There is a lot of speculation about wine tasters spitting their wine. Spitting wine during tastings is actually quite an important part of the process for wine professionals.
All professional tastings, including competitions and trade tastings make sure to keep a spit bucket or a spit cup (also known as spittoons) beside each taster so they can spit their wine after tasting.
And yes, while spitting may be frowned upon in civilised society, in the wine world, the more you spit your wine, the more distinguished you are.
However, a lot of people don’t know why wine professionals actually spit their wine. No, it’s not a gimmick or an act of snobbery.
So let’s dive into 3 reasons why tasters actually spit their wine.
1. It allows you to stay sober
At professional wine tastings like competitions or trade tastings, one has to evaluate the quality and style of different wines, and most of the time, there are several wines that are tasted.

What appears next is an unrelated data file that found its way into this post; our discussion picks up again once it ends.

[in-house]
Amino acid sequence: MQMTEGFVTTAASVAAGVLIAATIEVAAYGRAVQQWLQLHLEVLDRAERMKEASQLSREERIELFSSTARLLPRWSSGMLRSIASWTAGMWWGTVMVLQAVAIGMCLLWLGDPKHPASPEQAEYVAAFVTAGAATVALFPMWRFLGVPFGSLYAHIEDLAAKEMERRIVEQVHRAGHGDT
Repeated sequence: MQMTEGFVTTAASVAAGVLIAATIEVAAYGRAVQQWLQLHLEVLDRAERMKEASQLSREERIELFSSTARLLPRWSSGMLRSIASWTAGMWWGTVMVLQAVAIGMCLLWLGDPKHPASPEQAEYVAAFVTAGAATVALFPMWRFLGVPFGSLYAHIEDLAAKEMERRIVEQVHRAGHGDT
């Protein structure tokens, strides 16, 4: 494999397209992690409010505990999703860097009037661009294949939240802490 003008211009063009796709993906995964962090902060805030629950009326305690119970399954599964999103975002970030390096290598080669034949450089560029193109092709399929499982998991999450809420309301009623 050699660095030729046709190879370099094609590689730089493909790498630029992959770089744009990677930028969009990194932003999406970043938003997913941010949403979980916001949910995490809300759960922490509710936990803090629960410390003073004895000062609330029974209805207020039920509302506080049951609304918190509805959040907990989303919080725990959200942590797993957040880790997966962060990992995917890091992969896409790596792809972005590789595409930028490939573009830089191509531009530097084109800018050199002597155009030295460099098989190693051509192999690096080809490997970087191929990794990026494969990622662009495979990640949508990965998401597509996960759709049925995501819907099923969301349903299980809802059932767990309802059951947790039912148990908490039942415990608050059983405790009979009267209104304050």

In bigger competitions, for example the Decanter World Wine Awards, one person ends up tasting over 100 wines a day. Or perhaps even if you’re attending a tasting at a restaurant or bar, or at a winery, where you have to taste a plethora of wines, it’s advisable to spit in order to stay sober.
2. It allows you to appreciate the aromas
This might be hard to believe, but you don’t need to swallow wine in order to appreciate its aromas and flavours. When you sniff the wine and sip the wine, the wine releases aromatic notes, which can be sensed through the retro-olfaction. This refers to a sensory modality which helps you perceive the layers of flavours in foods and drinks.
3. It allows you to taste wine better
Yes, it truly does. After spitting the wine, you are able to taste and evaluate the structure of the wine better. By spitting, you will be able to feel more of the wine on your palate, like recognising the smooth, velvety tannins, or understanding a wine’s acidity and overall mouthfeel.
So remember, in the wine world, spitting wine is not an act of snobbery, it is an act of sobriety.
Originally published July 19, 2022